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This roundtable discussion with Hélène Cixous took place at St John's College, Cambridge, on 20 September 2014 as part of the Cambridge ‘Conference for a Poetics of Critical Political Theatre in Europe’. It was subsequently transcribed and prepared for publication by Joseph Long and Eva Urban to pay homage to the acclaimed critical theorist, novelist, and dramatist Hélène Cixous on her eightieth birthday on 5 June 2017, and to celebrate her important contribution in particular to political European theatre. The conversation centres on the recurring themes of her major plays, many of which were written in creative collaboration with Ariane Mnouchkine and the Théâtre du Soleil, where they were performed. Her epic modern tragedies are deeply concerned with ethics, politics, social criticism, and ideas of utopian social projects and their tragic failures. Here Cixous, with Maria Shevtsova, Joseph Long, Eric Prenowitz, Marta Segarra, and Eva Urban highlight both the passionate political commitment of her plays and their innovative textual and poetic forms within the wider context of Cixous's writings for the theatre.1 The conversation followed a keynote address by NTQ co-editor Maria Shevtsova, attended by Hélène Cixous, prior to the roundtable discussion, and published as ‘Political Theatre in Europe: East to West, 2007–2014’, in New Theatre Quarterly, XXXII, No. 2 (May 2016).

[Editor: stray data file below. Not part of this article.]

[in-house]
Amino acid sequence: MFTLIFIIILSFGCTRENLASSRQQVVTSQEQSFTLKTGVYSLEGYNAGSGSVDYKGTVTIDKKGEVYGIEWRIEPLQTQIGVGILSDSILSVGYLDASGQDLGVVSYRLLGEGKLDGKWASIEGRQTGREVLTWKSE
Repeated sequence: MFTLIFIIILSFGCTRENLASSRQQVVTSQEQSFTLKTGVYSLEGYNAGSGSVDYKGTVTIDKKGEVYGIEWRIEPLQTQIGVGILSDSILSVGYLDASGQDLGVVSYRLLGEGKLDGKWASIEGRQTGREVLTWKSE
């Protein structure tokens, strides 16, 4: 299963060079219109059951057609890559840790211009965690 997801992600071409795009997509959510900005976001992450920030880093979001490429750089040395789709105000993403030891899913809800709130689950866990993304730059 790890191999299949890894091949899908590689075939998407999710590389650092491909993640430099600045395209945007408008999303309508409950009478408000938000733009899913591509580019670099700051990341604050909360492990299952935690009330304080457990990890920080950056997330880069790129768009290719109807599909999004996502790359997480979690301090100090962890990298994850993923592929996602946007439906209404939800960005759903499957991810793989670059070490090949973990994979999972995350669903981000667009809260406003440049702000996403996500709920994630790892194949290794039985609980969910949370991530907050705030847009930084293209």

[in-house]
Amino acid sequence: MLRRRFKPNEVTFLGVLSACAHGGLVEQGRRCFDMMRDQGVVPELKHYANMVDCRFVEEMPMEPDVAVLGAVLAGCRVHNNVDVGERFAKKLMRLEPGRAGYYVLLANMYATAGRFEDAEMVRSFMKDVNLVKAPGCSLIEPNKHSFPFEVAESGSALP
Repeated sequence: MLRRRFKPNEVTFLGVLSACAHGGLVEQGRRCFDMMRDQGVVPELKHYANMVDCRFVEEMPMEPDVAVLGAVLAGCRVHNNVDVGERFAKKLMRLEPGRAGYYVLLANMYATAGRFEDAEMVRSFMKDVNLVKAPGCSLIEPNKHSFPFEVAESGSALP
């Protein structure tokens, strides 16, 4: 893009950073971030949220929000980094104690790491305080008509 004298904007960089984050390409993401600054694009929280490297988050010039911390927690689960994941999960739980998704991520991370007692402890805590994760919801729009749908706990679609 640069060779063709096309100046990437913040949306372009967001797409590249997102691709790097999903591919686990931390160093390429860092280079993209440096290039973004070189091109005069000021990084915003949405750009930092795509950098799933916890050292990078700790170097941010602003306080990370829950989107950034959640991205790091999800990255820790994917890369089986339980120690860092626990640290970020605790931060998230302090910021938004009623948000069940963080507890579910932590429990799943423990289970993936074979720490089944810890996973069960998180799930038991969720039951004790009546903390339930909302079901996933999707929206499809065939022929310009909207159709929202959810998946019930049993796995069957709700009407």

In the many discussions of the different shapes and capacities of the playhouses of Elizabethan and Jacobean London, insufficient attention has been paid to the impact of differing theatre forms upon the spectators. In this article, Andrew Gurr points out that the first Globe on Bankside, built from the timbers of the Theatre in Shoreditch, and the Fortune, erected for Henslowe's company on the other side of the river, just to the north of the City, were both the work of the same builder, Peter Street. He discusses the differences the shapes of the two playhouses – the Globe polygonal, the Fortune square – had on their construction and the spectators’ reception. Because the audience capacity had to be similar, this meant that spectators at the Fortune, especially latecomers, would need to squeeze into corners of the building, with their ability to see and hear what was happening on stage much restricted. In addition to his many books, among them the now classic study, The Shakespearean Stage, 1574–1642 (1992), Andrew Gurr was chief academic advisor in the ‘rebuilding’ of Shakespeare's Globe on the South Bank. He is Professor Emeritus at the University of Reading.